What would you take?


With all the wildfires and forest fires going on this August and September of 2017, many people are displaced from their homes, praying and wondering if they will have a home to go to when the fires have either burnt out on their own, or have been put out by the many firefighters and volunteers fighting the fires. Many people have had little notice to leave their homes, some are waiting to hear if they need to leave and to find a place to live until it is safe to come back to their homes, if their homes will even be there.


(This article gives a timeline of the fire)
“The Latest: Coast Guard closes Columbia River due to fire – The …
10 hours ago – The U.S. Coast Guard has closed the Columbia River to all vessel traffic … has closed an interstate highway and forced hundreds to leave their homes. … People at the White River Campground are being encouraged to leave.”
septfire2017 http://www.oregonlive.com/wildfires/index.ssf/2017/09/eagle_creek_fire_rages_in_colu.html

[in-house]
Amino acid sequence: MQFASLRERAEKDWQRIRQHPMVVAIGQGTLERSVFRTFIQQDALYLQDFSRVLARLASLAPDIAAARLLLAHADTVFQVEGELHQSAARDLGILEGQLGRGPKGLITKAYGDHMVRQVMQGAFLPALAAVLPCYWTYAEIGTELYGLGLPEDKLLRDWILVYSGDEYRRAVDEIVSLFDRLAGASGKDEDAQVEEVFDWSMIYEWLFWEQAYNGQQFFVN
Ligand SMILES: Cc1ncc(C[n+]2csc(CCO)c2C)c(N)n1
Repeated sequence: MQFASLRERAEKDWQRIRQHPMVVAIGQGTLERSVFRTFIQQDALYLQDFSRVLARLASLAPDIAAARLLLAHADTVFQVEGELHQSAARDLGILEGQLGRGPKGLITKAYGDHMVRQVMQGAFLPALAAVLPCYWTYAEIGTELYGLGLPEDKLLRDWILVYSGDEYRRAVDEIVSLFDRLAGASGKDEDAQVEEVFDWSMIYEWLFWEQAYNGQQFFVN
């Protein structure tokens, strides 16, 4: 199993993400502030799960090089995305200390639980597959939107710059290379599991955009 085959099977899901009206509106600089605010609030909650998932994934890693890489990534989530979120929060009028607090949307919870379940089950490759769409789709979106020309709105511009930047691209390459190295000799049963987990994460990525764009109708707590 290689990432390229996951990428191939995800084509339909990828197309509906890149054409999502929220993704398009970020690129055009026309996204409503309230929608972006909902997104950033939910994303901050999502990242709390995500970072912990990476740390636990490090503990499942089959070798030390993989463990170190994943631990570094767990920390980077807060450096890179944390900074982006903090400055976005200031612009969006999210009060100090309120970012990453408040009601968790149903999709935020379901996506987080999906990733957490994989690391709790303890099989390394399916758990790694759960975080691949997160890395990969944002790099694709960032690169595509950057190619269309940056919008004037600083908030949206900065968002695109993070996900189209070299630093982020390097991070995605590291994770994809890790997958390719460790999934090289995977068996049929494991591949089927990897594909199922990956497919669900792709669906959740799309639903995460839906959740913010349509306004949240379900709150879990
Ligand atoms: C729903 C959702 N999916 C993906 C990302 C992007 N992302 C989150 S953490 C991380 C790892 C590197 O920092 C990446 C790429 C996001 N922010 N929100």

“Washington residents on evacuation notice after fire jumps Columbia …
13 hours ago – More than 100 people are at a shelter run by the Red Cross in Stevenson, Wash. … It’s pretty surreal but the view of as we were leaving the house which … from the Eagle Creek fire flew all the way across the Columbia River …”

“Eagle Creek fire grows overnight; rescue underway for hikers …
3 days ago – Gallery: Hikers trapped by Eagle Creek fire reunited with friends and family … trailhead, after a fire broke out near the popular Columbia River Gorge trail. … of Interstate 84 are being told to immediately leave their homes. … A portion of the Eagle Creek Trail had been closed for weeks due to another fire, the …”

“Ash covers Oregon cities, wildfire smoke chokes West | The Columbian
13 hours ago – The Eagle Creek fire has been burning in the Columbia River Gorge since Sept. … to warn residents on the Oregon side of the river to leave their homes. … 84 was closed in both directions because of thick smoke and falling ash and … People living in about 700 homes in and around the Columbia River …”
It is not just here locally, but across the world, too: